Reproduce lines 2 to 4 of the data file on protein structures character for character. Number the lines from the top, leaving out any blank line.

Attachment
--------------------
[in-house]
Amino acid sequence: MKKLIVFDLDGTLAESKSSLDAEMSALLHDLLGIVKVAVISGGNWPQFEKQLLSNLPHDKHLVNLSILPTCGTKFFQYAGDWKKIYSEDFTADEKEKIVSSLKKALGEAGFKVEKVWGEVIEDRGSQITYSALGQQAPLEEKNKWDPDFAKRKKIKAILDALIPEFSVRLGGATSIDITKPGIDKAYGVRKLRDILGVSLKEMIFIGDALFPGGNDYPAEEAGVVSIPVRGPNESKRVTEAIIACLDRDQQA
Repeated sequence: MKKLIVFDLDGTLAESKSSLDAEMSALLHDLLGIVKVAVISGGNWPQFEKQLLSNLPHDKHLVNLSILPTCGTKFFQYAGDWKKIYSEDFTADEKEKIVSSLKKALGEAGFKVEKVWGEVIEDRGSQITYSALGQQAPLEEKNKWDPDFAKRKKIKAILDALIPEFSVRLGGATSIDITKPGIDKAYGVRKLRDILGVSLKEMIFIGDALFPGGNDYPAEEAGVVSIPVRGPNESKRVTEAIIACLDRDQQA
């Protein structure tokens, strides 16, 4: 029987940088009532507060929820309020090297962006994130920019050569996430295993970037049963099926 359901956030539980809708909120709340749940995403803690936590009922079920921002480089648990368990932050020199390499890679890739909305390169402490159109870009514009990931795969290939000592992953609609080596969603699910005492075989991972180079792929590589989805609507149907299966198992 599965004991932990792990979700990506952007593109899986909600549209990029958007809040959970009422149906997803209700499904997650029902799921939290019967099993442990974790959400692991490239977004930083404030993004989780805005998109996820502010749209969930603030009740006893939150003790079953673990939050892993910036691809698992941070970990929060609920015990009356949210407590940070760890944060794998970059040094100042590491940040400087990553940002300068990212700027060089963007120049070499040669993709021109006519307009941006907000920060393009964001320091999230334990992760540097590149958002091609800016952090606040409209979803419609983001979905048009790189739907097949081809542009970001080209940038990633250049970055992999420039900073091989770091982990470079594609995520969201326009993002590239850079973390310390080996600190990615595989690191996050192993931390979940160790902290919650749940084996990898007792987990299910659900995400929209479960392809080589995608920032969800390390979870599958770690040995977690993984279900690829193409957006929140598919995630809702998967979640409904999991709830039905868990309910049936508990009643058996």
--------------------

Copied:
Amino acid sequence: MKKLIVFDLDGTLAESKSSLDAEMSALLHDLLGIVKVAVISGGNWPQFEKQLLSNLPHDKHLVNLSILPTCGTKFFQYAGDWKKIYSEDFTADEKEKIVSSLKKALGEAGFKVEKVWGEVIEDRGSQITYSALGQQAPLEEKNKWDPDFAKRKKIKAILDALIPEFSVRLGGATSIDITKPGIDKAYGVRKLRDILGVSLKEMIFIGDALFPGGNDYPAEEAGVVSIPVRGPNESKRVTEAIIACLDRDQQA
Repeated sequence: MKKLIVFDLDGTLAESKSSLDAEMSALLHDLLGIVKVAVISGGNWPQFEKQLLSNLPHDKHLVNLSILPTCGTKFFQYAGDWKKIYSEDFTADEKEKIVSSLKKALGEAGFKVEKVWGEVIEDRGSQITYSALGQQAPLEEKNKWDPDFAKRKKIKAILDALIPEFSVRLGGATSIDITKPGIDKAYGVRKLRDILGVSLKEMIFIGDALFPGGNDYPAEEAGVVSIPVRGPNESKRVTEAIIACLDRDQQA
């Protein structure tokens, strides 16, 4: 029987940088009532507060929820309020090297962006994130920019050569996430295993970037049963099926 359901956030539980809708909120709340749940995403803690936590009922079920921002480089648990368990932050020199390499890679890739909305390169402490159109870009514009990931795969290939000592992953609609080596969603699910005492075989991972180079792929590589989805609507149907299966198992 599965004991932990792990979700990506952007593109899986909600549209990029958007809040959970009422149906997803209700499904997650029902799921939290019967099993442990974790959400692991490239977004930083404030993004989780805005998109996820502010749209969930603030009740006893939150003790079953673990939050892993910036691809698992941070970990929060609920015990009356949210407590940070760890944060794998970059040094100042590491940040400087990553940002300068990212700027060089963007120049070499040669993709021109006519307009941006907000920060393009964001320091999230334990992760540097590149958002091609800016952090606040409209979803419609983001979905048009790189739907097949081809542009970001080209940038990633250049970055992999420039900073091989770091982990470079594609995520969201326009993002590239850079973390310390080996600190990615595989690191996050192993931390979940160790902290919650749940084996990898007792987990299910659900995400929209479960392809080589995608920032969800390390979870599958770690040995977690993984279900690829193409957006929140598919995630809702998967979640409904999991709830039905868990309910049936508990009643058996």